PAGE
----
Nami Wood County hosts community event for mental health

BOWLING GREEN, Ohio — Bowling Green community members gathered Friday at the Wood County Fairgrounds to have fun talking about the importance of mental health while enjoying an early Halloween as part of National Mental Health Awareness Week.

Nami Wood County held its annual after-burn event, featuring chili food, trunk-or-treating, and other family-friendly activities that everyone can enjoy.

Almost everyone appeared to be in costume for the event, with the exception of Bowling Green State University Police Officer Corey DiModica. Instead, he decorated his car for a trunk-or-treat event. He said he loves attending NAMI events and the organization considers him a champion because he supports advocacy for everyone’s mental health.

“A key phrase we always say is, ‘It’s okay not to be okay,'” DiModica said. “If something is going on and you’re not okay, talk to someone and get back on track.”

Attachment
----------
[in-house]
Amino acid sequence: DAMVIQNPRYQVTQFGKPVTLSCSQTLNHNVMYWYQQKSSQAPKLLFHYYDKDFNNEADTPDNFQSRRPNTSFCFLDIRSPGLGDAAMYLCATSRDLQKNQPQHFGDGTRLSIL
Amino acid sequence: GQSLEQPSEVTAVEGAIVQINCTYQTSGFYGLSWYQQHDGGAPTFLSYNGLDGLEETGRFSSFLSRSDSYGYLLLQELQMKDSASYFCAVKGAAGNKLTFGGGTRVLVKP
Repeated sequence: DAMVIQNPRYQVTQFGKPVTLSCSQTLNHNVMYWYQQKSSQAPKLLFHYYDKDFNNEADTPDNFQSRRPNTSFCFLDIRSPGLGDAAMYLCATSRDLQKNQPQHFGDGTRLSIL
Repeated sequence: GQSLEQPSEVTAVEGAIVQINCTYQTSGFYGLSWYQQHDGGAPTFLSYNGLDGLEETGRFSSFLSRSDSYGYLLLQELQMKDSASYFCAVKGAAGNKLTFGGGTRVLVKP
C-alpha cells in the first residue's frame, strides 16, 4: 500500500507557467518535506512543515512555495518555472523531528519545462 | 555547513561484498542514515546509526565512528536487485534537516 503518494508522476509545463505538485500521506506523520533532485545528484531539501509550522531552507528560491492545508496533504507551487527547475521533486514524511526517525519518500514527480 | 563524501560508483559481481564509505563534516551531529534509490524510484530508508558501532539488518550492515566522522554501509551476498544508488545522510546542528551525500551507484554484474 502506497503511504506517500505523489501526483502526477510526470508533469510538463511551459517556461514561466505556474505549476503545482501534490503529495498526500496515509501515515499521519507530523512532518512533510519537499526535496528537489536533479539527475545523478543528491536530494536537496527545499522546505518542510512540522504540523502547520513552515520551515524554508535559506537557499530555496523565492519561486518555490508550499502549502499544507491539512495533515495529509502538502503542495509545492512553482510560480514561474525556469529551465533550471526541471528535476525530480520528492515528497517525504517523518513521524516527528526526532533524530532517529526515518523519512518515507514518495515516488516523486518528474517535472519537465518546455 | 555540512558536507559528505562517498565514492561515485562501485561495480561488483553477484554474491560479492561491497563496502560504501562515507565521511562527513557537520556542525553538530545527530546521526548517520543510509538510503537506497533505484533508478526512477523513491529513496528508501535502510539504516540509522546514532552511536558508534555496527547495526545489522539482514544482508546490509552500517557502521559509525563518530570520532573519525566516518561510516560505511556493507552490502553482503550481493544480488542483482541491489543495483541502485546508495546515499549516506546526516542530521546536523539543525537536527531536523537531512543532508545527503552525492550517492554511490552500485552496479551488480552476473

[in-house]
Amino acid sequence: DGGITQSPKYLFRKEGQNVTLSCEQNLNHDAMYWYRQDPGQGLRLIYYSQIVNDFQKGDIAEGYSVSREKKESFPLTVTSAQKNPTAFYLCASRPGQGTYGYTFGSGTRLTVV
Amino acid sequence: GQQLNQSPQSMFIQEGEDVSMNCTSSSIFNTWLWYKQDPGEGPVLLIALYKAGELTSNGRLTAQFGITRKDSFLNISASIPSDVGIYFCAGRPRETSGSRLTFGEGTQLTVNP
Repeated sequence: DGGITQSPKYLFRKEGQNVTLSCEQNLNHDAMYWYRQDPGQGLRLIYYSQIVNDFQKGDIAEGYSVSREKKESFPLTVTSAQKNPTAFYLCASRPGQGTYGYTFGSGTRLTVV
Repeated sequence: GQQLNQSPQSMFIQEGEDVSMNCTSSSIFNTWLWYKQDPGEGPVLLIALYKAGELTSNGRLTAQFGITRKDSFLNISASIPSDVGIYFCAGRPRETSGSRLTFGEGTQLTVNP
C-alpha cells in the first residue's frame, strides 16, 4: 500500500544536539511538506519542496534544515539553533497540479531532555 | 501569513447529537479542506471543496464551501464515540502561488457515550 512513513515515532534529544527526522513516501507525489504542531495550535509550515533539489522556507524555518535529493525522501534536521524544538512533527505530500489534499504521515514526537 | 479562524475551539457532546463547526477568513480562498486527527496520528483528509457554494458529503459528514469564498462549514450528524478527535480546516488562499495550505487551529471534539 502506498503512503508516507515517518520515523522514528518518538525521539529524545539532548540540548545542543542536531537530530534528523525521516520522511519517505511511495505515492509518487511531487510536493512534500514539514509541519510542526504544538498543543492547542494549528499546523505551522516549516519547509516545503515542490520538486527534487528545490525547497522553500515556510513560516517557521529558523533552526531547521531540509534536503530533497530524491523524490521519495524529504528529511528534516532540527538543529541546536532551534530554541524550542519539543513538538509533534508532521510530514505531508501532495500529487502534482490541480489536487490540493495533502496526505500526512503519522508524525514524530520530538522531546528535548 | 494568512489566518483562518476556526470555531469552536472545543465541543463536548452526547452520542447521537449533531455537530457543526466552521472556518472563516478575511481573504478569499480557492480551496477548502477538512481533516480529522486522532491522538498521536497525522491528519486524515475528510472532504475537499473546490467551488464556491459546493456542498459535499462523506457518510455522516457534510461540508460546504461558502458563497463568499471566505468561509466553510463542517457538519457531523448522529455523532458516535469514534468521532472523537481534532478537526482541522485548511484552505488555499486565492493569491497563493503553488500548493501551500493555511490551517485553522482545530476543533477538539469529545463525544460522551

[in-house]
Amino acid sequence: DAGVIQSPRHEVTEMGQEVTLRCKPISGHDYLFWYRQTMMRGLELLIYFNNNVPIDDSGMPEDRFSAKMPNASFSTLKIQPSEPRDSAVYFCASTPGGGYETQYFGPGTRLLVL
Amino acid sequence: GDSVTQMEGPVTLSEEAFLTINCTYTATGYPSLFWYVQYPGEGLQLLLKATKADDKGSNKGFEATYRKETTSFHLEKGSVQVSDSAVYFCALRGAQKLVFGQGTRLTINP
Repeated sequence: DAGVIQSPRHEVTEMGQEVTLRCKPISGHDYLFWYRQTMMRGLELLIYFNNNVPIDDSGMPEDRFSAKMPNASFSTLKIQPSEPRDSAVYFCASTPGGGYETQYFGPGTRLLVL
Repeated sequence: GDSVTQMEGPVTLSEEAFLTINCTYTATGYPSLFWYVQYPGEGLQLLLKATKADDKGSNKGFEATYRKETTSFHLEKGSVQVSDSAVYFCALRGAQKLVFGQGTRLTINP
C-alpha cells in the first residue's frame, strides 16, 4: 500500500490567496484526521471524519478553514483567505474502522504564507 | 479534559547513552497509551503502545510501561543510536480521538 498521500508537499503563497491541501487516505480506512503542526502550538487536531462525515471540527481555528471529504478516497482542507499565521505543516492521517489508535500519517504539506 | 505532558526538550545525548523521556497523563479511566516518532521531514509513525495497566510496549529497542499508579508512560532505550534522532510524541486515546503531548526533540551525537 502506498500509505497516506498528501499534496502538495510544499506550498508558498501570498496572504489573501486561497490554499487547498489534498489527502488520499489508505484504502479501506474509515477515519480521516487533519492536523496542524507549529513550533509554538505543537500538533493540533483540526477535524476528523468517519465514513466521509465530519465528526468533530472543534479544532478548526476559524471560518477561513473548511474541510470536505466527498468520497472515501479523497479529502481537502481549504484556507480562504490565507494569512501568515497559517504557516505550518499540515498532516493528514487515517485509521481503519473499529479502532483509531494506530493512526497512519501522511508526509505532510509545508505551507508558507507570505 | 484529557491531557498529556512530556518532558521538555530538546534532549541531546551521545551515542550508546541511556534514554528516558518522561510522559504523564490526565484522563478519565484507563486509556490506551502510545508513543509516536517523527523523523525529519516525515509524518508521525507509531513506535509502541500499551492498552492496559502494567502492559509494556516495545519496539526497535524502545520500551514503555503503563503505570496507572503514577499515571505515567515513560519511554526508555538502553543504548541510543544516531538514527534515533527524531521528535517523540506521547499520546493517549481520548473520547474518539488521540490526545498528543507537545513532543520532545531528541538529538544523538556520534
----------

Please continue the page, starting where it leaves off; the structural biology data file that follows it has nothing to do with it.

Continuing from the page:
Dimodica has been a BGSU employee since 2016 and has dreamed of working in law enforcement since he was a child. He said Nami’s messages and mental health resources have been helpful not only to the students he has worked with, but also to himself.

“A lot of what we do with them is meaningful and helps project their future careers,” he said. “It’s important to me to know what resources I can provide to help them navigate college.”

Whether it’s students, first responders, or families, NAMI’s goal is to get the message about mental health awareness out to the public. Executive Director Jessica Hartman said those who cannot attend events such as Afterburn should check social media platforms. She said the topic of mental health is not that complicated for everyone if it is explained correctly according to the person’s age.

“One in five people lives with signs and symptoms of a mental health condition,” Hartman said. “It’s common for families to be affected by mental health conditions.”

Courtney Rice, NAMI’s development and marketing manager, said all of the fun activities at the event are coordinated with or run by local mental health agencies to raise awareness of available resources.

“They promote their resources and provide good information. A lot of the great work is very healing,” Rice said. “Tonight is a great way for people to learn proper coping skills.”

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